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Pub. Type:
Gang Involvement in Cocaine Rock Trafficking, Final Report
Subtitle/Series Name:
Pub. Date:
The primary sources of data were cocaine sales incidents recorded by law enforcement in South Central Los Angeles and gang membership identifications on all logged arrestees involved in these cases. Cocaine sales arrests rose 375 percent between 1983 and 1985, but this explosion was not dominated by gang involvement. Gang identification had no significant impact on the nature of the cocaine sale incident, and no gang-correlated escalations in violence were found. Finally, the perceived connection between gangs and cocaine did not produce increased cooperation among special police units nor spur technological innovations. The study concludes that the purported connection between crack sales and gangs in Los Angeles was considerably overstated and that the world of rock cocaine belongs to normal drug dealers, not street gangs. Consequently, the results do not support a need for gang expertise in law enforcement narcotics operations. source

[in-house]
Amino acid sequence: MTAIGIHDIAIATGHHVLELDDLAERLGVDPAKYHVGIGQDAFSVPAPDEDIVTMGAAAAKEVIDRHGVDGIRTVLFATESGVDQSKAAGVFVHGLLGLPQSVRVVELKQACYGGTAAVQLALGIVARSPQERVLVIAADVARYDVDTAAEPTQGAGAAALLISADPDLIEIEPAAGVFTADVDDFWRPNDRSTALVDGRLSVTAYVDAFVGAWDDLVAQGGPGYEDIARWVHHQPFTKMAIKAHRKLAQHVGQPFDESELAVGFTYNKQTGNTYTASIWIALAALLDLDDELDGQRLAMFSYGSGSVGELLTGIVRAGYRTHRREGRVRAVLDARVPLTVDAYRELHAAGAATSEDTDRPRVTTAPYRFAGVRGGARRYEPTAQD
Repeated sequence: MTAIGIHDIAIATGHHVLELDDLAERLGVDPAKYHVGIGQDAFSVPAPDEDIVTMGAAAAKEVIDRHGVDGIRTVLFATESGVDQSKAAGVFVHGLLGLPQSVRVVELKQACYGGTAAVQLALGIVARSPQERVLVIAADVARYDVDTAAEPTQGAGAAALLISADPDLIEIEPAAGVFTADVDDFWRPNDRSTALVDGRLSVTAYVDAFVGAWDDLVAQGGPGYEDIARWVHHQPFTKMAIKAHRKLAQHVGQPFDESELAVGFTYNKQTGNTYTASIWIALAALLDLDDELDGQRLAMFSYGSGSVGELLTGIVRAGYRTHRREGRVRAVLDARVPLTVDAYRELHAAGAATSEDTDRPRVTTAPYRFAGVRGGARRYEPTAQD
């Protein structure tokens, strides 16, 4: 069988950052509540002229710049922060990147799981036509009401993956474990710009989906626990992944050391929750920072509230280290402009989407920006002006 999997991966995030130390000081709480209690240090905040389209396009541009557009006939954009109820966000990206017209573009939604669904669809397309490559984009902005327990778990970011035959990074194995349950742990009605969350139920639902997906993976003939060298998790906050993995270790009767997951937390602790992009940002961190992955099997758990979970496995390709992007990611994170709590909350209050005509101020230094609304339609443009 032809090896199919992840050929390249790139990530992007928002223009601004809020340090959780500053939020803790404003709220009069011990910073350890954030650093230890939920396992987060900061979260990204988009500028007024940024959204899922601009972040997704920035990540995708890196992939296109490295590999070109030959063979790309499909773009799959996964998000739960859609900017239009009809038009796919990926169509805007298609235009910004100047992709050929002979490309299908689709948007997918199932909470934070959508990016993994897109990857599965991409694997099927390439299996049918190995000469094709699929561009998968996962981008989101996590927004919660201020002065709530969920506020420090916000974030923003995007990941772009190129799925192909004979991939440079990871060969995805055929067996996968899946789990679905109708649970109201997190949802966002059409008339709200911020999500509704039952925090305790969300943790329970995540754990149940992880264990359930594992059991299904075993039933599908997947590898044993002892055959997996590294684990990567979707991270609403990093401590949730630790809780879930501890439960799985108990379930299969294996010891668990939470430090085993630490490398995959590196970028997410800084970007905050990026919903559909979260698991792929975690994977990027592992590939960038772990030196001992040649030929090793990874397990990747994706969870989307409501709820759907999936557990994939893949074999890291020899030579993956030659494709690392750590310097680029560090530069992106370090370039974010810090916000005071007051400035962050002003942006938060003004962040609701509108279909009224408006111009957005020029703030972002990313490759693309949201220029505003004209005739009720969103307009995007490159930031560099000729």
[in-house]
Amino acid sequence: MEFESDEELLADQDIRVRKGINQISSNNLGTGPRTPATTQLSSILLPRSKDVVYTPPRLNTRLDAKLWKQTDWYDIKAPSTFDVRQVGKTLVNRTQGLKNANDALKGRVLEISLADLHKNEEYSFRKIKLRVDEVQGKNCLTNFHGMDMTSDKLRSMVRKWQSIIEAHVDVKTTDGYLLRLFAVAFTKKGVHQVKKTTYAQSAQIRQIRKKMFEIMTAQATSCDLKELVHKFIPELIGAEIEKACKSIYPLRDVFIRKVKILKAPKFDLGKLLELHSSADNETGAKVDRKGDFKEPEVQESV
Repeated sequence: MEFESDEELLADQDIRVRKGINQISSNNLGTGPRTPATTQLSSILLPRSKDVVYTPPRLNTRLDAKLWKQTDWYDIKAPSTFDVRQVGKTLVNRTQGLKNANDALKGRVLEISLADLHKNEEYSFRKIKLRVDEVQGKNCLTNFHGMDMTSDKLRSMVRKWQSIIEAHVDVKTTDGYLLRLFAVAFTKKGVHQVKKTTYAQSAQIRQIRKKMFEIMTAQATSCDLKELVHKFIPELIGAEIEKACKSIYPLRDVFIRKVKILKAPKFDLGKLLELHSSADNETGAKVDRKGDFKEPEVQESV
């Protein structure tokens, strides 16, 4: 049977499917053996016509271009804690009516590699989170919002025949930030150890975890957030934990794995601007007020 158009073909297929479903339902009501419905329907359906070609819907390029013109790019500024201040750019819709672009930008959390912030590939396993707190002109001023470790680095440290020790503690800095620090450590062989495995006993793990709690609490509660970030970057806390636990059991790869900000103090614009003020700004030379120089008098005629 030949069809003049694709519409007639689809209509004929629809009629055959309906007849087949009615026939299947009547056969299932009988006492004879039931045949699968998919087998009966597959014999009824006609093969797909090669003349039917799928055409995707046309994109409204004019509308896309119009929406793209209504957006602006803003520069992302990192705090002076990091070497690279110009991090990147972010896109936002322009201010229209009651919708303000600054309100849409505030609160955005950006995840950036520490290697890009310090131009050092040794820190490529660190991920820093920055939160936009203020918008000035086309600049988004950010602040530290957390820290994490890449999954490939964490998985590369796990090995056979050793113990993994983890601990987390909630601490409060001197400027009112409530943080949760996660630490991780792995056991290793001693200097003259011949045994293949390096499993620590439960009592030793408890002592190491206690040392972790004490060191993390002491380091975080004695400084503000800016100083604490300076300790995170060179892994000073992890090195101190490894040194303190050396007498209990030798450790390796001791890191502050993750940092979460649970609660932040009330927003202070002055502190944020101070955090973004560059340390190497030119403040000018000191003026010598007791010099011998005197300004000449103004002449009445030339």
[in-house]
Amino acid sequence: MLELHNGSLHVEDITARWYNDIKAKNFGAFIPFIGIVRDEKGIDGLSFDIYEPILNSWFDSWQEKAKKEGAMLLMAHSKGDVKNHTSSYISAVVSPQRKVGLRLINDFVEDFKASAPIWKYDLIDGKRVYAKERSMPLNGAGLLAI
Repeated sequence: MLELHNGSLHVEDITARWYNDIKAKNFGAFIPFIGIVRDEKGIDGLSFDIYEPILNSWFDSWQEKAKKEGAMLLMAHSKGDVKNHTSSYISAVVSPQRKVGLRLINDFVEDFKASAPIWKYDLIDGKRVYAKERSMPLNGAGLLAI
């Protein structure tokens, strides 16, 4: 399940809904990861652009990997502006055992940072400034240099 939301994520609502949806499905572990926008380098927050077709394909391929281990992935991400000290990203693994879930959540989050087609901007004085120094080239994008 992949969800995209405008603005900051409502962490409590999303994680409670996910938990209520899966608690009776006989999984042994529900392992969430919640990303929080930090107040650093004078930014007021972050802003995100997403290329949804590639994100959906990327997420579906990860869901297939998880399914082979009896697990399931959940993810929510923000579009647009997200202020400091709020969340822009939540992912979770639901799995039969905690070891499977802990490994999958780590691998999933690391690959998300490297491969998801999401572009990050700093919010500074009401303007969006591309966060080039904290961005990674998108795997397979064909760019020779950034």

NCJ 115591
University of Southern California, Social Science Research Institute, Center for Research on Crime and Social Control
Place of Production:
Los Angeles, CA

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